Ellanor C. Lawrence Park, Natural History
Ellanor C. Lawrence Park is located in the Piedmont region nestled between the Blue Ridge Mountains and the coastal plain of Northern Virginia. Situated in the Culpeper Basin, the park is characterized by Triassic red bed soils in the western and central portions and thermally metamorphosed sandstone in the east. The elevation of the park is between 225 and 370 feet above sea level. The landscape is relatively flat except for the steep slopes associated with the stream valleys.
The long history of interaction between the land and its people has affected the ecosystems in the park. Ecosystems consist of upland and bottomland forest, streams, meadows and a pond.
The park’s 2nd and 3rd growth forest includes coniferous, mixed deciduous/coniferous, and deciduous stands. There are two coniferous stands in the park. One consists of dense eastern red cedar that has reclaimed an old field and the other is primarily Virginia pine. As a pioneer species, the Virginia pine colonizes areas that were once cleared for farming. Mixed pine and deciduous stands are also common. Virginia pine stands can be found among the oaks and hickories. In these areas forest succession is occurring in various stages. Eventually, young oaks and hickories will overtake the Virginia pine.
Mature Oak/Hickory stands are found in some upland areas of the park. A significant transition occurs from the upland forest to the bottomland forest along stream valleys. Here, sycamore, birch, oak, maple, and tulip trees dominate the forest canopy. Christmas ferns and spicebush grow along the stream banks.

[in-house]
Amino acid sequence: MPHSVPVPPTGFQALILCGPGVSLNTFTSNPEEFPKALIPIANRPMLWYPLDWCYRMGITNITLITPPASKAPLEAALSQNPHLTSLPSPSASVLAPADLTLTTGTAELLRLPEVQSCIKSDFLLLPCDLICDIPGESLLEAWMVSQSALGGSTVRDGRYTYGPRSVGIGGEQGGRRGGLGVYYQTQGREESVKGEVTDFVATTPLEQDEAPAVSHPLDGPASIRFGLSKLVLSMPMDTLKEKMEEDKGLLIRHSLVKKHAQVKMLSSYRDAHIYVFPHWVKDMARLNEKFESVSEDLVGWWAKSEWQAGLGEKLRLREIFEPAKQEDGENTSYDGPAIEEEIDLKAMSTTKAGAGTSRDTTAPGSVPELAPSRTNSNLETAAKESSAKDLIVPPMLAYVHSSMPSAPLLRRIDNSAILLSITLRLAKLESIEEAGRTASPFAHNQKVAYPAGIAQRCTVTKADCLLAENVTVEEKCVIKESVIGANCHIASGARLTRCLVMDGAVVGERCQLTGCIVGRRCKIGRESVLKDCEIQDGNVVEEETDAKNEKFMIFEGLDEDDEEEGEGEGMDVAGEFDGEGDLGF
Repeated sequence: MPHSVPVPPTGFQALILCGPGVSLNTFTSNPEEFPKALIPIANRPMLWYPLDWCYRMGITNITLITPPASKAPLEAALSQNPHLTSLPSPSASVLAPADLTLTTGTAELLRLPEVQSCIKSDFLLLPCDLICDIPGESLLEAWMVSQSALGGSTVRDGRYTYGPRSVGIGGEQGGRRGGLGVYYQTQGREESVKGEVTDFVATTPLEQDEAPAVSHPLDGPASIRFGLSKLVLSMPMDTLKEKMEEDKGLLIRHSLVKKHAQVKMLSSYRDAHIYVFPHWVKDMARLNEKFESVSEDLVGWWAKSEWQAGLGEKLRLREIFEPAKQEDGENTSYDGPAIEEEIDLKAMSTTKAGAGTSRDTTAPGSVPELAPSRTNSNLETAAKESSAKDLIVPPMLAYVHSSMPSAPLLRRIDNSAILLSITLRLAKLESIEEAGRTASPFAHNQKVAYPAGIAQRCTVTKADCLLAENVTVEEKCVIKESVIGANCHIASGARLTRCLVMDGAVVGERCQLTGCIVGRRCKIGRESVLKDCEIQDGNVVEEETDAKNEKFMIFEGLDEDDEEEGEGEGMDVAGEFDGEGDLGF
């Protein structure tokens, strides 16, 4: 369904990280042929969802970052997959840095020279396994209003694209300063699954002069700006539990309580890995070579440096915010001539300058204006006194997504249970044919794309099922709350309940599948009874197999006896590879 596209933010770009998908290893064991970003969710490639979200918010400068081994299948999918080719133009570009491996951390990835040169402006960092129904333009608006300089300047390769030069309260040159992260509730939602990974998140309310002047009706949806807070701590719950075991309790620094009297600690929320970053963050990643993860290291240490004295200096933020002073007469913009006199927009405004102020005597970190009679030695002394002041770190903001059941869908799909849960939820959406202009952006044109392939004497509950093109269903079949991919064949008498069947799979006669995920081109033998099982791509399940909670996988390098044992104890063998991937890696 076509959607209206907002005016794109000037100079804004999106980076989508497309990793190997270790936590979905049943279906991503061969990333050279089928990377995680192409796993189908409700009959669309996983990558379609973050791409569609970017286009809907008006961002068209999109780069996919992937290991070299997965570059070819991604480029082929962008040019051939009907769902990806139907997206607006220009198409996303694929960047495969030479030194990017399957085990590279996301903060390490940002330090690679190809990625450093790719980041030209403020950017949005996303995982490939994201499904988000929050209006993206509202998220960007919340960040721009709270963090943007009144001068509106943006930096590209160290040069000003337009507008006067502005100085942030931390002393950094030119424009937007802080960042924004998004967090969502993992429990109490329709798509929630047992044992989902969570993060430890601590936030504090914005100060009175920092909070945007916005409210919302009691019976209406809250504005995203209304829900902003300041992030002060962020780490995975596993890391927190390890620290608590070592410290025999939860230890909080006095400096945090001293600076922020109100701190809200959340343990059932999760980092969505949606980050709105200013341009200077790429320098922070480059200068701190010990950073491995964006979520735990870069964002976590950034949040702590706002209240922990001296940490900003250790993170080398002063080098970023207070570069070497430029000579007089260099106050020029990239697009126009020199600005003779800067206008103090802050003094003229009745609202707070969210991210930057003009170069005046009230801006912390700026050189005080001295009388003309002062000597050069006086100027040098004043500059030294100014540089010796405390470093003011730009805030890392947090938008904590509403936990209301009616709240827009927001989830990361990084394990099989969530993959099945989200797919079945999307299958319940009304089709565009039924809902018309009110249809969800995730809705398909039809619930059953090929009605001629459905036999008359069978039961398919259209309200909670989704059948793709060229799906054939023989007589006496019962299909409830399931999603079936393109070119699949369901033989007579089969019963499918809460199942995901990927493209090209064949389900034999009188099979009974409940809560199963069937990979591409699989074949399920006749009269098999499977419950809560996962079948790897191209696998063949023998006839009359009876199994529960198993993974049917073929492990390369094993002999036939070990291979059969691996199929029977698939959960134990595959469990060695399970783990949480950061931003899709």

There are also a significant number of Virginia pine blow downs in these areas as a result of storms in the early and mid 1990’s. Forest succession is slowed in these areas from the lack of hardwood regeneration. The blow downs are extremely dense and restrict animal movement.
Park staff may be removing Virginia pine blow downs to promote oak and hickory growth and to reduce the excessive amount of fuel for forest fires. Invasive and exotic species are being mechanically removed where possible to increase diversity and an abundance of native plants and shrubs.
The park lies within the Chesapeake Bay watershed. It is drained by approximately five streams which range from first to third orders. Big Rocky Run, Walney Creek, and Round Lick Run are the primary drainages. Park staff monitor the biological indicators of Walney Creek and Big Rocky Run to determine their ecological health. The Walney Creek watershed is contained entirely within the park and is relatively free from human disturbances. It is a non-impaired, ecologically healthy stream that supports a variety of sensitive species at different trophic levels. Big Rocky Run flows from east to west through the southern portion of the park and is a moderately impaired stream. Although it supports a high number of fish species, the variety and number of macroinvertebrate organisms are few.
The physical characteristics and local land uses affect a stream’s ecological health. Development along the Big Rocky Run watershed has impacted the physical characteristics of the habitat. During periods of heavy rain and snowmelt, storm water runoff increases the water flow causing bank erosion, channel deepening and widening, silt deposition, and temperature fluctuation. A chemical monitoring program is being initiated to monitor potential nutrient loading from non-point pollution sources for both streams. Riparian restoration projects are also being considered to help increase the overall health of Big Rocky Run.